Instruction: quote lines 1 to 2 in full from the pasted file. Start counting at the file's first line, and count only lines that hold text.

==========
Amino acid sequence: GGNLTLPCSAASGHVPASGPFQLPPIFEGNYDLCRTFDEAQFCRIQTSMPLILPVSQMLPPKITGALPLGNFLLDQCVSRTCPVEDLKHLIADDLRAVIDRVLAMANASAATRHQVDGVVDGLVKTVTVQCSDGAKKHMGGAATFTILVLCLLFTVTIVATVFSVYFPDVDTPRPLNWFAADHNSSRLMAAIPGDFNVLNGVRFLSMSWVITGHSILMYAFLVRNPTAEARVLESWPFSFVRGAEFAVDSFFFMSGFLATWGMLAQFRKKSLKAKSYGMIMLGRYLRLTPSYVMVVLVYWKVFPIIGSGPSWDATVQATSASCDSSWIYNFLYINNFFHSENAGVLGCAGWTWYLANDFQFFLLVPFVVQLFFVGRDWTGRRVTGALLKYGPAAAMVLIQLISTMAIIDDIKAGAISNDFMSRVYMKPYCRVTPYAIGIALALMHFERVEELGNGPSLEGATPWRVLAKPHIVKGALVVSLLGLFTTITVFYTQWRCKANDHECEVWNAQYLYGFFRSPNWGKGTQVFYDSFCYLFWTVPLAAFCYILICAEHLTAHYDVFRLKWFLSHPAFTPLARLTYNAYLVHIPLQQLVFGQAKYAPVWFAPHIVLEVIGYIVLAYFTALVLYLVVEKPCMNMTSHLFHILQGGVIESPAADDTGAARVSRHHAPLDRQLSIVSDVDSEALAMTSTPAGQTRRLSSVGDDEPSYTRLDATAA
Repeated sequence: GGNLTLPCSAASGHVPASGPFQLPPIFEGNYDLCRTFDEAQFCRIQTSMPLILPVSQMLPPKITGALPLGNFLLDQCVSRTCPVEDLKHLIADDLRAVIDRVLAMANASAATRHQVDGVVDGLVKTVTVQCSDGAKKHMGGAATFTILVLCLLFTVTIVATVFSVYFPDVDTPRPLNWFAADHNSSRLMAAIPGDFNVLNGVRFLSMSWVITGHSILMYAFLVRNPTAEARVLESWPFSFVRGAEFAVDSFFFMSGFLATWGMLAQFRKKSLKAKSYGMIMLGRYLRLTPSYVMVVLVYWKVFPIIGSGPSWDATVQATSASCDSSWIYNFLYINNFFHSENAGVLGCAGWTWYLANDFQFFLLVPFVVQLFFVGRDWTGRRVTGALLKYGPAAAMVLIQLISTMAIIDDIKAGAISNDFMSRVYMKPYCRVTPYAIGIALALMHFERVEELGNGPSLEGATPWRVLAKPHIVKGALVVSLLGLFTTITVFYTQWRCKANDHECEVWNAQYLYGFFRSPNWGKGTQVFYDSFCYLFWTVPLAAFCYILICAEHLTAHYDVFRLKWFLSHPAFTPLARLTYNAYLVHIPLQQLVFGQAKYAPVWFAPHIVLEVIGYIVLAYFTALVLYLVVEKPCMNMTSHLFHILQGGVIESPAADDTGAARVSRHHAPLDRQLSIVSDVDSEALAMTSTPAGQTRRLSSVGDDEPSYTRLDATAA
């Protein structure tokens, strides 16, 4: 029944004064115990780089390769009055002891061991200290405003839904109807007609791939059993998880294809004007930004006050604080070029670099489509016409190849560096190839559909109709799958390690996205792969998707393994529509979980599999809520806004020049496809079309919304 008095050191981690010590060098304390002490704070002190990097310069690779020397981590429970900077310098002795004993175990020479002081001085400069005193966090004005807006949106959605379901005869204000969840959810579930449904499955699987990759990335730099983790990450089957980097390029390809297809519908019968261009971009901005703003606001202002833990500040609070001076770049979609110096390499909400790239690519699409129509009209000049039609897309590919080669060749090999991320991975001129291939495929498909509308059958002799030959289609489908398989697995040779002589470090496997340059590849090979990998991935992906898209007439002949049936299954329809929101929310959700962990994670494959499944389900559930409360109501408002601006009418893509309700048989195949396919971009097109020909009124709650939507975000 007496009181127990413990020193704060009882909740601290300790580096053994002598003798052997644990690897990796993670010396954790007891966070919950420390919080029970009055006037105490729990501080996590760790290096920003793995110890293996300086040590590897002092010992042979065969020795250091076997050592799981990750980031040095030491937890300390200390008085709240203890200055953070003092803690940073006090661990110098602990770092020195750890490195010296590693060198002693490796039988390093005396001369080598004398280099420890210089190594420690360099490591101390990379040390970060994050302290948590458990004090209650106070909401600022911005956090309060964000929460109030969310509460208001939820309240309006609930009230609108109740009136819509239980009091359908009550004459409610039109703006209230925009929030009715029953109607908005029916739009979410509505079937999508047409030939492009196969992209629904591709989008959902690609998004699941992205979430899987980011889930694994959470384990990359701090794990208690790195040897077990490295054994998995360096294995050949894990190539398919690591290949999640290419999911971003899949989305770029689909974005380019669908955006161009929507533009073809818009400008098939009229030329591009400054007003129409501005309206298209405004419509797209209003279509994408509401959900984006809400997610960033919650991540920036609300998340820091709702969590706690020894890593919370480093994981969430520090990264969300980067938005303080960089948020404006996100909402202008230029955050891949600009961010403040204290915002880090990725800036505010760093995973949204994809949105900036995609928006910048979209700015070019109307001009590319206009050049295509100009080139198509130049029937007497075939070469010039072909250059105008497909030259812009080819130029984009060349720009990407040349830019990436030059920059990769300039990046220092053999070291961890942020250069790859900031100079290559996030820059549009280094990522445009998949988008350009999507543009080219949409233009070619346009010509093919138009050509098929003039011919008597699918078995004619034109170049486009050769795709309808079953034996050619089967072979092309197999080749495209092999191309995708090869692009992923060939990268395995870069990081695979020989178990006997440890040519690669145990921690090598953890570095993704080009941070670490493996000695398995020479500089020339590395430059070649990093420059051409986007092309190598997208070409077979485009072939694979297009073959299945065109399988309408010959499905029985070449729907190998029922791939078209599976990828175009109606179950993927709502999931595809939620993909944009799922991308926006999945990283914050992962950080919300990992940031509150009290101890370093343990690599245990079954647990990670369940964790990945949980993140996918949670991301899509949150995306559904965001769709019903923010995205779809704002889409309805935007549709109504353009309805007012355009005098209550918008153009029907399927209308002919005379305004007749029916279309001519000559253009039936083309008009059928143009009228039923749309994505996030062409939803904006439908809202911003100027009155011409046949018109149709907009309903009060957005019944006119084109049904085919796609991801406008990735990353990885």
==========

Amino acid sequence: GGNLTLPCSAASGHVPASGPFQLPPIFEGNYDLCRTFDEAQFCRIQTSMPLILPVSQMLPPKITGALPLGNFLLDQCVSRTCPVEDLKHLIADDLRAVIDRVLAMANASAATRHQVDGVVDGLVKTVTVQCSDGAKKHMGGAATFTILVLCLLFTVTIVATVFSVYFPDVDTPRPLNWFAADHNSSRLMAAIPGDFNVLNGVRFLSMSWVITGHSILMYAFLVRNPTAEARVLESWPFSFVRGAEFAVDSFFFMSGFLATWGMLAQFRKKSLKAKSYGMIMLGRYLRLTPSYVMVVLVYWKVFPIIGSGPSWDATVQATSASCDSSWIYNFLYINNFFHSENAGVLGCAGWTWYLANDFQFFLLVPFVVQLFFVGRDWTGRRVTGALLKYGPAAAMVLIQLISTMAIIDDIKAGAISNDFMSRVYMKPYCRVTPYAIGIALALMHFERVEELGNGPSLEGATPWRVLAKPHIVKGALVVSLLGLFTTITVFYTQWRCKANDHECEVWNAQYLYGFFRSPNWGKGTQVFYDSFCYLFWTVPLAAFCYILICAEHLTAHYDVFRLKWFLSHPAFTPLARLTYNAYLVHIPLQQLVFGQAKYAPVWFAPHIVLEVIGYIVLAYFTALVLYLVVEKPCMNMTSHLFHILQGGVIESPAADDTGAARVSRHHAPLDRQLSIVSDVDSEALAMTSTPAGQTRRLSSVGDDEPSYTRLDATAA
Repeated sequence: GGNLTLPCSAASGHVPASGPFQLPPIFEGNYDLCRTFDEAQFCRIQTSMPLILPVSQMLPPKITGALPLGNFLLDQCVSRTCPVEDLKHLIADDLRAVIDRVLAMANASAATRHQVDGVVDGLVKTVTVQCSDGAKKHMGGAATFTILVLCLLFTVTIVATVFSVYFPDVDTPRPLNWFAADHNSSRLMAAIPGDFNVLNGVRFLSMSWVITGHSILMYAFLVRNPTAEARVLESWPFSFVRGAEFAVDSFFFMSGFLATWGMLAQFRKKSLKAKSYGMIMLGRYLRLTPSYVMVVLVYWKVFPIIGSGPSWDATVQATSASCDSSWIYNFLYINNFFHSENAGVLGCAGWTWYLANDFQFFLLVPFVVQLFFVGRDWTGRRVTGALLKYGPAAAMVLIQLISTMAIIDDIKAGAISNDFMSRVYMKPYCRVTPYAIGIALALMHFERVEELGNGPSLEGATPWRVLAKPHIVKGALVVSLLGLFTTITVFYTQWRCKANDHECEVWNAQYLYGFFRSPNWGKGTQVFYDSFCYLFWTVPLAAFCYILICAEHLTAHYDVFRLKWFLSHPAFTPLARLTYNAYLVHIPLQQLVFGQAKYAPVWFAPHIVLEVIGYIVLAYFTALVLYLVVEKPCMNMTSHLFHILQGGVIESPAADDTGAARVSRHHAPLDRQLSIVSDVDSEALAMTSTPAGQTRRLSSVGDDEPSYTRLDATAA